The John Hay Library takes great pleasure in announcing the opening of the Fernando Birri Archive of Multimedia Arts. It is an extraordinary collection documenting the long and continuing career of Fernando Birri, a celebrated and influential film maker, poet, writer, educator, artist, and theoretician.
Fernando Birri was born in Santa Fe, Argentina in 1925 and is honored as the Father of the new Latin American film movement, described as a form of revolutionary or Third Cinema. He has been a creative force in 43 films either as the director, actor, or subject. His most well-known films are Tire dié, ORG, and Un señor muy viejo con unas alas enormes. He was instrumental in the founding of 3 film schools: Instituto de Cinematografía de la Universidad del Litoral in Santa Fe, Argentina; Laboratorio Ambulante de Poéticas Cinematográficas in the Universidad de los Andes in Venezuela; and Escuela de Cine y Televisión de Tres Mundos (EICTV) in San Antonio de los Baños, Cuba. He has authored numerous books on film theory and taught classes on film making around the world. In addition, he is a prolific artist working in a wide range of media from pencils to computer graphics.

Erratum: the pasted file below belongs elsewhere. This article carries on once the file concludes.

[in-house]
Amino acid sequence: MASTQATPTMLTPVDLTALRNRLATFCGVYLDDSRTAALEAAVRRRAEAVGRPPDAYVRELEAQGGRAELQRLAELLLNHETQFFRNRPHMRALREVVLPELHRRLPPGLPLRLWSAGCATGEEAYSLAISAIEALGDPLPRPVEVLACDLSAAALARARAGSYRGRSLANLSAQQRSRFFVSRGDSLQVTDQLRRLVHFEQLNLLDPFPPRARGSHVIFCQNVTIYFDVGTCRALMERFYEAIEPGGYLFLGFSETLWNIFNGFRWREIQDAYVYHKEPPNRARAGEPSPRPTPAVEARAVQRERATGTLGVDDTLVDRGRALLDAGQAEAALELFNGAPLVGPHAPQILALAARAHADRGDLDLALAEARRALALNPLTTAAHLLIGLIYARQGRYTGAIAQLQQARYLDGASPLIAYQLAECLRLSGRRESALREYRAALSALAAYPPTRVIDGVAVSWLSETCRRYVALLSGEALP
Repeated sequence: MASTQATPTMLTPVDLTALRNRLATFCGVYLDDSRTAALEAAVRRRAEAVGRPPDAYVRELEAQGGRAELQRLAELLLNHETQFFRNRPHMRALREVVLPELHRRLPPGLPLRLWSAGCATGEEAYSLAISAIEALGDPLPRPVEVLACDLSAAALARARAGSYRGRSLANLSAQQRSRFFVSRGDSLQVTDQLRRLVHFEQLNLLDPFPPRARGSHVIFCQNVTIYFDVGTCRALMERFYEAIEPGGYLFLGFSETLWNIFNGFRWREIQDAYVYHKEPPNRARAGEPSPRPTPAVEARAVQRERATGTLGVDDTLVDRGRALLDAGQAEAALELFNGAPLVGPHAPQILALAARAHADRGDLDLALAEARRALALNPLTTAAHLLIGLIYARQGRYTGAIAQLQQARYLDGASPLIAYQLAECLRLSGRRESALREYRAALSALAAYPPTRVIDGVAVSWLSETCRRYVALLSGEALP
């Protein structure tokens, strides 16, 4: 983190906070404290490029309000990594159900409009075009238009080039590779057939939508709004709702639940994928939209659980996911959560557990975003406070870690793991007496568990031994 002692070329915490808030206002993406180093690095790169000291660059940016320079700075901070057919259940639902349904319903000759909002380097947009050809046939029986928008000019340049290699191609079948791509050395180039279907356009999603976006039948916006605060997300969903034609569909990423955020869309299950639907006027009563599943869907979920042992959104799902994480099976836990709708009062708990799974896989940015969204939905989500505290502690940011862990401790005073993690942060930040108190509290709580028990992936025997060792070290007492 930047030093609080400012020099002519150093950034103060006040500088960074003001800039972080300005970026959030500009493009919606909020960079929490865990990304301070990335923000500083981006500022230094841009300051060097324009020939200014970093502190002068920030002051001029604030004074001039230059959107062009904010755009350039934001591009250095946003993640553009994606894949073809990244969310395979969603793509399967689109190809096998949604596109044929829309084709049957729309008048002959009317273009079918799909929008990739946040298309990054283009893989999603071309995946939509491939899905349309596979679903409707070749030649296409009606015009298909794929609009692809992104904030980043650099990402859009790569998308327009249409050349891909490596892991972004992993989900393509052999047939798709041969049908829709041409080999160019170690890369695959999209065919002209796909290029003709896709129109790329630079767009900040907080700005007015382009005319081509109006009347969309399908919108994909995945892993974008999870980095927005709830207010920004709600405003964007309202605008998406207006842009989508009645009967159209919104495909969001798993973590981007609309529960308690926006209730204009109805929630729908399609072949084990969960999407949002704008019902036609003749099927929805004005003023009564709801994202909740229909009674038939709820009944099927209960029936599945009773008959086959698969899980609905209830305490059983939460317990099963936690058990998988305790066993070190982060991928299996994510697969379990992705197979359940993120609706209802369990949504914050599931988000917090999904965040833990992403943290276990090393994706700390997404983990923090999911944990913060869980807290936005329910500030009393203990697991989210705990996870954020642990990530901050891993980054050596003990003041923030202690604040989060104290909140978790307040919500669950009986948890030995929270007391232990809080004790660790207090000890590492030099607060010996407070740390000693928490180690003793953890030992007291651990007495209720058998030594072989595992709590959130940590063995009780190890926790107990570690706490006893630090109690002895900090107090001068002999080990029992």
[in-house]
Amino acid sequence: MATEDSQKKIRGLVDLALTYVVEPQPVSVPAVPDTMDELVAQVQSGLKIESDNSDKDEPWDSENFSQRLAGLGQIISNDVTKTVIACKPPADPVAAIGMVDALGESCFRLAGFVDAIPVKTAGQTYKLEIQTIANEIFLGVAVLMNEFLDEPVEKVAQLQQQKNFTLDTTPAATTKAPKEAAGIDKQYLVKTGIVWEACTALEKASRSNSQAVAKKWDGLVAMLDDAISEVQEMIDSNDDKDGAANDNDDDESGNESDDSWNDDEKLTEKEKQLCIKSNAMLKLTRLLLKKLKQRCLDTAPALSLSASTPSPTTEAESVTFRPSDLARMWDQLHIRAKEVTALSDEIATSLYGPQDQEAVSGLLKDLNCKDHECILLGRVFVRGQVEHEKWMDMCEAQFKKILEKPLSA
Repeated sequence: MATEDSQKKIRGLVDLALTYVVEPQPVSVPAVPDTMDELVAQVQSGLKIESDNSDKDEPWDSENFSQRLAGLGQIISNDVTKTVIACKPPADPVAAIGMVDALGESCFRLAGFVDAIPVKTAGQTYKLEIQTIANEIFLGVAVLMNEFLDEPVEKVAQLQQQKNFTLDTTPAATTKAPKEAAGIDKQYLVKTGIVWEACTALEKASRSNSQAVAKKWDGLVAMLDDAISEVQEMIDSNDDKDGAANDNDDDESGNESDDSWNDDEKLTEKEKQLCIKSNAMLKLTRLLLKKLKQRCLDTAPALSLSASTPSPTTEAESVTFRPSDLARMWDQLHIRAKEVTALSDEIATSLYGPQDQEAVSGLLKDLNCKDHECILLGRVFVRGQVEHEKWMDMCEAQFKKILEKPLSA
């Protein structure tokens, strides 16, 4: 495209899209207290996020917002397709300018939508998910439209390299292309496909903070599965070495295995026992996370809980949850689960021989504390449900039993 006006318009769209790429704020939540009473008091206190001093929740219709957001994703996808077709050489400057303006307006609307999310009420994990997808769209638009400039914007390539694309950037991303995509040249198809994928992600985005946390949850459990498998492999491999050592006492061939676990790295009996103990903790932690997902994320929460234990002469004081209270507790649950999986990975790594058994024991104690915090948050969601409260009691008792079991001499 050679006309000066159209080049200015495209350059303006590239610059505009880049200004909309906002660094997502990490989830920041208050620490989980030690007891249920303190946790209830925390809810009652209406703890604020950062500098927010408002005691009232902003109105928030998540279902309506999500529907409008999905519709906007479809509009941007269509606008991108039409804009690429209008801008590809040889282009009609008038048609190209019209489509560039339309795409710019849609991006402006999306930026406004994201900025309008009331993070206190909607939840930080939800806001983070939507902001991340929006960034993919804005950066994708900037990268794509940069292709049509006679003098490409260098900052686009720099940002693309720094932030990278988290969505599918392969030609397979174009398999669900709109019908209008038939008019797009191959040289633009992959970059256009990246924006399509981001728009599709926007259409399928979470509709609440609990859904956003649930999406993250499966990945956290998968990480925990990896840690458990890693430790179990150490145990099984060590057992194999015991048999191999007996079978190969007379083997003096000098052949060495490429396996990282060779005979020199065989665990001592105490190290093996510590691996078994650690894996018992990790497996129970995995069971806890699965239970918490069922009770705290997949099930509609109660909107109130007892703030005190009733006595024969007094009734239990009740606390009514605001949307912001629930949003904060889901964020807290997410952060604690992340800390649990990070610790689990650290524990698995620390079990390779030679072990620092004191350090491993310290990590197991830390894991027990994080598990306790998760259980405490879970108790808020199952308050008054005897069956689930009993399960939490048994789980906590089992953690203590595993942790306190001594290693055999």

The Fernando Birri Archive of Multimedia Arts contains his films, videos, film scripts, diaries, writings, art work, correspondence, poems, photographs, posters, and audio recordings. It is a comprehensive archive of his life and work and the essential resource for understanding not only the work of Birri but also the history and evolution of Latin American film during the 20th and 21st centuries.
All of his work and creative energy has been accomplished despite, or perhaps because of, his continual movement from one country to another. He left his native Argentina in 1950 to study film in Italy. But he was forced to leave Argentina in 1963 for political reasons. He kept on moving and has lived and worked in Brazil, Italy, Venezuela, Mexico, Nicaragua, Cuba, Germany, and the United States. He describes his life this way:
“… I have to become a citizen of the world. And there is a very heart-rending phrase from an Argentinean filmmaker, who was killed by the dictatorship in Paris, Jorge Cedrón, which since then has come to be my motto: “Mi patria son mis zapatos [My country is my shoes]”. Life obliged me to that, so I accept it, I accept it well, and with dreams for the future. Period and enough.” (Interview by Mariluce Moura, 2006)